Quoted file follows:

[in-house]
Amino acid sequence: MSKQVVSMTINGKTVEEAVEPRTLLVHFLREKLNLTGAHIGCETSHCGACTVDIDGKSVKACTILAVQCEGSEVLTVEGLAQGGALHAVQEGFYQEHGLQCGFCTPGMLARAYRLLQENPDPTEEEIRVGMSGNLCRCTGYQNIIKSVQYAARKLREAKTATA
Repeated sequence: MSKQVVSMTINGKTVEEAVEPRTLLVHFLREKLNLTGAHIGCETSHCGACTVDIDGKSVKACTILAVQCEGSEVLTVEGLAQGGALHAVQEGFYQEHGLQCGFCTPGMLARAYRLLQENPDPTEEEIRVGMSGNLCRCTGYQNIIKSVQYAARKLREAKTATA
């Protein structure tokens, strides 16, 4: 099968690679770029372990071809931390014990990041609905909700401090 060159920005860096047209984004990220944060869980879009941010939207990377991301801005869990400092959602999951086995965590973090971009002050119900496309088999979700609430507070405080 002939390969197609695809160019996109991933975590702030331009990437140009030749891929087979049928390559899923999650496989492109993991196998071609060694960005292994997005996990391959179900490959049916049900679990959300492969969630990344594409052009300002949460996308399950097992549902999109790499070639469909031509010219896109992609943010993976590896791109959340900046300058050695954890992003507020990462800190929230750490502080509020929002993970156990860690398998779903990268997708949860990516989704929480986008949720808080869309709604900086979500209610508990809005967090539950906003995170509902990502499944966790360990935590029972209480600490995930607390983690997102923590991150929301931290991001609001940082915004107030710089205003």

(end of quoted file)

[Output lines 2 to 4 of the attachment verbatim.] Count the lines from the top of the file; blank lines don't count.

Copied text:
Amino acid sequence: MSKQVVSMTINGKTVEEAVEPRTLLVHFLREKLNLTGAHIGCETSHCGACTVDIDGKSVKACTILAVQCEGSEVLTVEGLAQGGALHAVQEGFYQEHGLQCGFCTPGMLARAYRLLQENPDPTEEEIRVGMSGNLCRCTGYQNIIKSVQYAARKLREAKTATA
Repeated sequence: MSKQVVSMTINGKTVEEAVEPRTLLVHFLREKLNLTGAHIGCETSHCGACTVDIDGKSVKACTILAVQCEGSEVLTVEGLAQGGALHAVQEGFYQEHGLQCGFCTPGMLARAYRLLQENPDPTEEEIRVGMSGNLCRCTGYQNIIKSVQYAARKLREAKTATA
């Protein structure tokens, strides 16, 4: 099968690679770029372990071809931390014990990041609905909700401090 060159920005860096047209984004990220944060869980879009941010939207990377991301801005869990400092959602999951086995965590973090971009002050119900496309088999979700609430507070405080 002939390969197609695809160019996109991933975590702030331009990437140009030749891929087979049928390559899923999650496989492109993991196998071609060694960005292994997005996990391959179900490959049916049900679990959300492969969630990344594409052009300002949460996308399950097992549902999109790499070639469909031509010219896109992609943010993976590896791109959340900046300058050695954890992003507020990462800190929230750490502080509020929002993970156990860690398998779903990268997708949860990516989704929480986008949720808080869309709604900086979500209610508990809005967090539950906003995170509902990502499944966790360990935590029972209480600490995930607390983690997102923590991150929301931290991001609001940082915004107030710089205003």